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Russia’s Calm and Focused Protest

Maxim Trudolyubov
A protester is detained by police on the August 3 protests for independent elections in Moscow. Photo credit: Ilya Varlamov, CC-BY-SA 4.0


Over the past weekend, thousands of Muscovites took to the streets to demand that independent candidates be allowed to run for seats on the Moscow city council. More than 1,000 people were detained, according to OVD-Info, an NGO that monitors detentions and provides legal help to those arrested. The weekend before, at least 10,000 protested, and more than 1,300 were detained.

Those figures might evoke images of trashed shop windows, overturned, burning cars, and streets littered with debris. Why else would police arrest so many people? But nothing of the kind happened. Hundreds of protests, large and small, have taken place in Russia since last year’s unpopular retirement-age reform, yet instances of violence on the part of protesters are extremely rare. Moscow’s protest actions are among the cleanest.

What strikes observers is the culture of public action that has emerged in Russia during the past several years. A common feature of all kinds of protests—those against hazardous landfills near cities, against construction in public spaces, or for access to elections—is the absence of violence. Most of the demonstrations these days do not have clear leaders, yet they are self-disciplined, calm, and goal-oriented.

The cases of violence (a plastic bottle or a trash can thrown at a policeman, pepper spray deployed against police) that the authorities are now using to bolster their assertion that “mass rioting” took place are highly suspect. Many think that those who were throwing things may have been hired provocateurs.

Harsh anti-extremism laws are a factor conditioning this restrained behavior. Even touching a policeman may be interpreted by the courts as an assault on a representative of authority that is punishable by years in prison. In most cases the prosecution’s witnesses, who are often policemen themselves, prevail against the defendant’s witnesses in court. But this is not the only reason for Russia’s culture of protest.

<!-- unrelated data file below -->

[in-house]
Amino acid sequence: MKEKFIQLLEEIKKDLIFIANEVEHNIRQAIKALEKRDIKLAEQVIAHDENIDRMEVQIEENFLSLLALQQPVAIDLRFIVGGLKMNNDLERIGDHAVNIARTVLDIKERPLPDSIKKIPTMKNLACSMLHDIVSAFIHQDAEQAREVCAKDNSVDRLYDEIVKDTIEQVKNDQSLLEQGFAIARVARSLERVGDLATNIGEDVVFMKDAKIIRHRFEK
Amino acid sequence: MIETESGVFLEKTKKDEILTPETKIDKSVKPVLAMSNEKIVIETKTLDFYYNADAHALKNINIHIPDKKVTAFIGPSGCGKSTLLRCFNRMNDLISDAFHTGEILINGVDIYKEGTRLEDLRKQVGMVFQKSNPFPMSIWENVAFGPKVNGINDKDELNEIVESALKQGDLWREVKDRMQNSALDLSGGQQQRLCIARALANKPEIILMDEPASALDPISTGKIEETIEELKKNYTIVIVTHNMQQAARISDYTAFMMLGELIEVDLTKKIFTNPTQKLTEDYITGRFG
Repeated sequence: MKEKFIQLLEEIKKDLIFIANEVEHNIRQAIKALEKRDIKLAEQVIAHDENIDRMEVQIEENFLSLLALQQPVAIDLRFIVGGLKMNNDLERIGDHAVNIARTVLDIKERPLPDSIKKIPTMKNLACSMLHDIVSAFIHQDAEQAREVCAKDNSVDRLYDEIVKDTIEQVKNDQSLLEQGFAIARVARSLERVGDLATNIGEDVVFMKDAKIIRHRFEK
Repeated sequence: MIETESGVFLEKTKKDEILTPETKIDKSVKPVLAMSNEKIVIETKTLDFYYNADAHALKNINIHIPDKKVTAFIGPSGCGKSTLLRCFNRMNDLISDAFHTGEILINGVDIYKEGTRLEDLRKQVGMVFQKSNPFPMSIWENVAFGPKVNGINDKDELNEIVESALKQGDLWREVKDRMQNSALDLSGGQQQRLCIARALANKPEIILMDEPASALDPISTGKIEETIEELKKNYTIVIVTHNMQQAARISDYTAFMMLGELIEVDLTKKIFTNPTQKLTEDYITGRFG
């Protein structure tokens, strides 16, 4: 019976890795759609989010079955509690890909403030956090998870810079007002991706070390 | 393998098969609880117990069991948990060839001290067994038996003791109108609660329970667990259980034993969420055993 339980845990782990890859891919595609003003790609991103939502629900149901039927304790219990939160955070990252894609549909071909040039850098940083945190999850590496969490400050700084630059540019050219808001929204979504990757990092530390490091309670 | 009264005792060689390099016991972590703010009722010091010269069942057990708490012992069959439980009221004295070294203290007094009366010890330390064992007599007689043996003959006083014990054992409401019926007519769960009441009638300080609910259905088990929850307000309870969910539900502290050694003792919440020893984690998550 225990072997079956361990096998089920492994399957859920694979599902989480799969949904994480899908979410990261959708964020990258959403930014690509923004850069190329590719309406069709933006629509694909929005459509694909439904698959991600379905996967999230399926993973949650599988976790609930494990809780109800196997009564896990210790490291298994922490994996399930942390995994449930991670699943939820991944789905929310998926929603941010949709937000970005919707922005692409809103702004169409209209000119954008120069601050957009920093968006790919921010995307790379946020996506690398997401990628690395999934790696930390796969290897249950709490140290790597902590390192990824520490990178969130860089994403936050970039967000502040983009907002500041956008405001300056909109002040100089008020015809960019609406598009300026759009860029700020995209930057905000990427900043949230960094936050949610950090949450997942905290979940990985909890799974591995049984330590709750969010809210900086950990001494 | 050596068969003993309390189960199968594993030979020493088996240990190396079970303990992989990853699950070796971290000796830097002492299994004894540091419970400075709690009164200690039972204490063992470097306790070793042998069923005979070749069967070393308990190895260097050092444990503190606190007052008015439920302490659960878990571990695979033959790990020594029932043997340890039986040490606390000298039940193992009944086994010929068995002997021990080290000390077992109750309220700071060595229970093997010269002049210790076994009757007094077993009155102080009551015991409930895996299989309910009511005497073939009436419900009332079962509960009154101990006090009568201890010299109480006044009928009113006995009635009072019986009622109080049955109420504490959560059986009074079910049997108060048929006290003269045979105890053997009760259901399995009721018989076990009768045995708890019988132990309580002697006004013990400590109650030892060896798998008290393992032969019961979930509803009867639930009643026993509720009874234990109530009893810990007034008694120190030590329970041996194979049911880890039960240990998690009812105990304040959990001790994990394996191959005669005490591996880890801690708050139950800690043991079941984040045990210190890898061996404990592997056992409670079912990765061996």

Most of those who dare join an unauthorized protest (permission for any public gathering must be sought from and granted by the local authorities in advance) understand that the only thing they can control is their own behavior. Police officers or investigators may break the law, but members of the public cannot afford this luxury. Some police officers—even hired provocateurs—may try to rouse people to let off steam, but everyone understands that anger management skills are paramount.

OVD-Info, the detentions monitoring NGO, has circulated recommendations for those who might be arrested. The guidelines read like a program for meditation. A detained person, the text says, should be like “a thousand calm elephants.” “Take a deep breath, make a call to OVD-Info … do not argue with the police, unemotionally ask for their names … slowly read your arrest protocol before signing anything. You have two options: invoke Article 51 (the right not to bear witness against oneself) or carefully point out all misrepresented facts and transgressions and make sure they are included. Then sign. This is the teaching of OVD-Info.”

On July 27, at least 10,000 people (some estimates put it at 15,000 to 20,000) showed up for an unauthorized protest demanding that the electoral commission allow independent candidates to run for seats on the Moscow city council. On Wednesday, the Investigative Committee initiated criminal proceedings and started arresting and charging demonstrators with “participation in mass riots.” This past weekend’s protest was followed by more charges along the same lines.

And yet all that was happening in Moscow on July 27, as well as on August 3, did not look remotely like the violent unrest you see on the news from places like Paris or Hong Kong. Insults were occasionally thrown at the police but, on balance, the public was a lot more reserved than members of Russia’s riot police force, who did not hesitate to use their batons, violently grab demonstrators, and forcefully drag them to police wagons.